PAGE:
The book Jesús García wrote about my experience has helped me to reflect, because you often experience things, one after the other, but you're not aware of the process. It's in the calm period that you find out.
I wrote the epilogue of the book and in it I explain that fear isn't overcome by bravery or bravado, or even courage. Fear is only really conquered by love. So when I realized how much I loved those people, I realized that I would be willing to do anything for them. Even give my life. That's how I understood the Gospel -- not in the classroom of the seminary in Toledo where they told me that the good shepherd lays down his life.
Vidal: Did Cardinal López Rodríguez's action hurt you especially?
[Translator's note: The Cardinal has publicly repudiated Fr. Hartley, accusing him of discrediting the Dominican Republic, saying that such behavior is unworthy of a priest, and even suggesting that his counterpart in Toledo needs to make Hartley shut up.]
Hartley: It makes me sad, but it's a reality that is very marginal to this story. One of the things I try to do, though I'm not managing to do it too much in this interview, is to talk as little as possible about myself and as much as possible about them. Because once, Juan Bautista Vicini, a member of one of the sugar grower families, accused me, with an article from El Mundo in his hand, of wanting to make myself famous at the expense of the poor.
There's a Chinese proverb that says that when the wise man points to the moon, fools just look at the finger. I don't want the fools to just look at Christopher. I want these people to be talked about. Whether the Cardinal did such and such to me or they pointed a shotgun at me is immaterial. I'm not Batman with a Roman collar. I want what's happening to them to be known and what can be done to help them. I've collaborated with this book as a vehicle, not for my story to be told.
The destitution in the bateyes exists because of the greed of three multimillionaire families, who think they're super Catholic, that they've bought everything, that they have the whole world at their feet and are the masters of the Dominican Republic. It's very easy to determine the cause -- avarice.
Vidal: But shouldn't the blessing that the institutional Church has given to this situation also be denounced?
Hartley: Totally. But what's most important is to be aware of the conditions in which these people are living, because what has to change is their life. And those who have the power to change that destitution are the members of the three families. For me, the most explosive combination in the world is money and arrogance. During the time I was there, various documentaries were made, among them one by Paul Newman that's called "The Price of Sugar". The producers of that documentary, who are from Boston, were sued in the United States, in the Federal Court of Massachusetts, for alleged defamation of the Vicini family. Defamation by me, in statements I made in that documentary. For whatever reason, they didn't threaten me, but El Mundo also received a dossier from one of the largest law firms in the U.S., on which the Vicini family has spent an inordinate amount of money about the same topic. With only half that amount, I would solve the problem of poverty in the bateyes.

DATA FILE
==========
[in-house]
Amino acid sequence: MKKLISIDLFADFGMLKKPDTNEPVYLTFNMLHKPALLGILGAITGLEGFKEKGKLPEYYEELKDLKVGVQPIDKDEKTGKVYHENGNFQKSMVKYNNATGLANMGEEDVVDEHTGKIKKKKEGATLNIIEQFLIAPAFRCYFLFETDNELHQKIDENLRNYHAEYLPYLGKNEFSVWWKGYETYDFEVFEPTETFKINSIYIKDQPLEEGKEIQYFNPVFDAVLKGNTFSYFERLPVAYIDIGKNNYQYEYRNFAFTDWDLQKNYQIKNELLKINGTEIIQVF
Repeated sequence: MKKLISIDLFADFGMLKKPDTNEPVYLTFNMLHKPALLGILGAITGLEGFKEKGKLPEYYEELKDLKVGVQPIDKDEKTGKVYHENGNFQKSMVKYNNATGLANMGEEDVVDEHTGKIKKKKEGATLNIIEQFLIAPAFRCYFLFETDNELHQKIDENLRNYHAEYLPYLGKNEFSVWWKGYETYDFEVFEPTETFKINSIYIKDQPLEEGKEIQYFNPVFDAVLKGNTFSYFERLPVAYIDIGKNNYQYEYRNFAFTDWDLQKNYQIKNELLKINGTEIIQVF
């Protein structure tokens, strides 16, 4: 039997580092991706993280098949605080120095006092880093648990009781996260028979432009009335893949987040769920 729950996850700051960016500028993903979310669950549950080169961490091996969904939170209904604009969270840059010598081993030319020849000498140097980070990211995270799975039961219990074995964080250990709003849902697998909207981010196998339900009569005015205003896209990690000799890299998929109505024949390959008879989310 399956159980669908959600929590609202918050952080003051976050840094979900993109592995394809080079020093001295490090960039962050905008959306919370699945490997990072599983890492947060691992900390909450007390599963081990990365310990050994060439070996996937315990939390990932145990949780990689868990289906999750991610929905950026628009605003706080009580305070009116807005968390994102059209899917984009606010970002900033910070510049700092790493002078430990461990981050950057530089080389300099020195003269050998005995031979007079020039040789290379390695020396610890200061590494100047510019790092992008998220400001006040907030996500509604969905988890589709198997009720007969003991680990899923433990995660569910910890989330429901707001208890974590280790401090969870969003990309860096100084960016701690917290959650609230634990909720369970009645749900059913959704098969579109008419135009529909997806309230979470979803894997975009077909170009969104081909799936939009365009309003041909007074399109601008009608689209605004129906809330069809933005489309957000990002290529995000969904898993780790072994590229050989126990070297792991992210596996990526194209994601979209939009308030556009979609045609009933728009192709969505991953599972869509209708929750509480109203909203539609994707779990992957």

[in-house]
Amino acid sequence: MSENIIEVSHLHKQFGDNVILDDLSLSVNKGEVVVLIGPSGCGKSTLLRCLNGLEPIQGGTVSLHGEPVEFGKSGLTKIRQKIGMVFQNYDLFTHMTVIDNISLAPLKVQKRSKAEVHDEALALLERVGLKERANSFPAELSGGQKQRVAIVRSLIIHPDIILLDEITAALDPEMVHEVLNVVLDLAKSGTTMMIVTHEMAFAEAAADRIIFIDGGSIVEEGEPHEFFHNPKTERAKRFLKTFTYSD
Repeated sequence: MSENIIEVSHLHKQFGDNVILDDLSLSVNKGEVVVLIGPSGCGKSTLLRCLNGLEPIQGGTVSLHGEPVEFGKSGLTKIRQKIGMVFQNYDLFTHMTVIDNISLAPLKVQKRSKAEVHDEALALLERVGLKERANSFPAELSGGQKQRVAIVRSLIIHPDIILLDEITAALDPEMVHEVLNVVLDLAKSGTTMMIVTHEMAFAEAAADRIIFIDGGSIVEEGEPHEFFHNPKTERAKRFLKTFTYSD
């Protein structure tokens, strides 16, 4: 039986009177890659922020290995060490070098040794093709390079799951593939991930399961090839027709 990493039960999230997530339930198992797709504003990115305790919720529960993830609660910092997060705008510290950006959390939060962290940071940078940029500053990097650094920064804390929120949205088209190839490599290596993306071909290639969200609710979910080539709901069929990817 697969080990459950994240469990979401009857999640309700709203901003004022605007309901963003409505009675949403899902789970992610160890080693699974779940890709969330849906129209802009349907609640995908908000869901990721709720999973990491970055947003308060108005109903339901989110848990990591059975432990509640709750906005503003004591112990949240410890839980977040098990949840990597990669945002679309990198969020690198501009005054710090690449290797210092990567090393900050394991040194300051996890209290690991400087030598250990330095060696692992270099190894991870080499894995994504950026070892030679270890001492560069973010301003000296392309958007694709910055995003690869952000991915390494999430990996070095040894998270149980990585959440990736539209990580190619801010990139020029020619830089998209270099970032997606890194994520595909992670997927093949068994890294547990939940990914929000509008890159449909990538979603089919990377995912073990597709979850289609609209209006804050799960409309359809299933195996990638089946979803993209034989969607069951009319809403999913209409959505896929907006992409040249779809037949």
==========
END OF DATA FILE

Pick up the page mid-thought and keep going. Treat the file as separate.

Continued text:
The struggle continuesNow you would think that after being threatened with death, sued, publicly denounced by the Church hierarchy as well as condemned in a governmental resolution, and expelled from his missionary post, a man would think twice about continuing a protest campaign. You might even think that the demands of his new assignment in Ethiopia would leave Fr. Hartley no time to focus on the injustices still being committed in his old community. You would be wrong.
In 2011, Fr. Hartley, who had already gotten the U.S. Department of Labor to focus on the Dominican Republic's sugar cane industry in its annual reports on international child labor violations in 2008 and 2009, wrote to then Secretary Hilda Solis to "formally request that the Department of Labor's Office of Trade and Labor Affairs launch an immediate investigation into the egregious violations cited below by the US Department of State, by the US DOL's Office to combat Child Labor, Forced Labor, and Human Trafficking (OCFT), and by a qualified independent observer on the ground in the Dominican Republic, as these pertain to the obligations and commitments of the US and the Dominican Republic as Parties to the CAFTA-DR and as members of the ILO." The priest is pursuing similar campaigns in several European Union countries.
Video - "The Price of Sugar"